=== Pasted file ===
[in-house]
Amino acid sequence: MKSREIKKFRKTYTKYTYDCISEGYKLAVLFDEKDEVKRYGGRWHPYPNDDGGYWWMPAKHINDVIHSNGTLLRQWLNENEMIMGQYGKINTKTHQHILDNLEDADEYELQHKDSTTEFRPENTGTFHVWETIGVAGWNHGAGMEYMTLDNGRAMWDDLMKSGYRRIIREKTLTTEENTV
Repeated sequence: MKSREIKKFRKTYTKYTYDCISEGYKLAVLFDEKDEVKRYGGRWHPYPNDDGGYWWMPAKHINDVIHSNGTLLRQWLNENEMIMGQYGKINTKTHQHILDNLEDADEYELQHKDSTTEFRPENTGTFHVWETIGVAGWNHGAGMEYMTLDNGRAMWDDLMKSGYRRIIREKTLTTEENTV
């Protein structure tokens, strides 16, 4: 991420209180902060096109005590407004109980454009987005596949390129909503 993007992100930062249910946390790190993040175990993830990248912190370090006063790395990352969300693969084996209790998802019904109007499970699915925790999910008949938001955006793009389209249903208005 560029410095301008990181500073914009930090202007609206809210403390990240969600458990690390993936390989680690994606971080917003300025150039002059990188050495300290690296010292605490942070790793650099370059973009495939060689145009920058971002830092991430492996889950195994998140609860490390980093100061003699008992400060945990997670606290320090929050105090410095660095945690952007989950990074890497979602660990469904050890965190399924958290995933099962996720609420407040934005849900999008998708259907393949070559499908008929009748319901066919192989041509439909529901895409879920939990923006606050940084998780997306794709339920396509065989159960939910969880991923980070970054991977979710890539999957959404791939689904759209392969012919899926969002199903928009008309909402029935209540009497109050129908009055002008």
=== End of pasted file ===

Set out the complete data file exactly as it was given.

[in-house]
Amino acid sequence: MKSREIKKFRKTYTKYTYDCISEGYKLAVLFDEKDEVKRYGGRWHPYPNDDGGYWWMPAKHINDVIHSNGTLLRQWLNENEMIMGQYGKINTKTHQHILDNLEDADEYELQHKDSTTEFRPENTGTFHVWETIGVAGWNHGAGMEYMTLDNGRAMWDDLMKSGYRRIIREKTLTTEENTV
Repeated sequence: MKSREIKKFRKTYTKYTYDCISEGYKLAVLFDEKDEVKRYGGRWHPYPNDDGGYWWMPAKHINDVIHSNGTLLRQWLNENEMIMGQYGKINTKTHQHILDNLEDADEYELQHKDSTTEFRPENTGTFHVWETIGVAGWNHGAGMEYMTLDNGRAMWDDLMKSGYRRIIREKTLTTEENTV
């Protein structure tokens, strides 16, 4: 991420209180902060096109005590407004109980454009987005596949390129909503 993007992100930062249910946390790190993040175990993830990248912190370090006063790395990352969300693969084996209790998802019904109007499970699915925790999910008949938001955006793009389209249903208005 560029410095301008990181500073914009930090202007609206809210403390990240969600458990690390993936390989680690994606971080917003300025150039002059990188050495300290690296010292605490942070790793650099370059973009495939060689145009920058971002830092991430492996889950195994998140609860490390980093100061003699008992400060945990997670606290320090929050105090410095660095945690952007989950990074890497979602660990469904050890965190399924958290995933099962996720609420407040934005849900999008998708259907393949070559499908008929009748319901066919192989041509439909529901895409879920939990923006606050940084998780997306794709339920396509065989159960939910969880991923980070970054991977979710890539999957959404791939689904759209392969012919899926969002199903928009008309909402029935209540009497109050129908009055002008």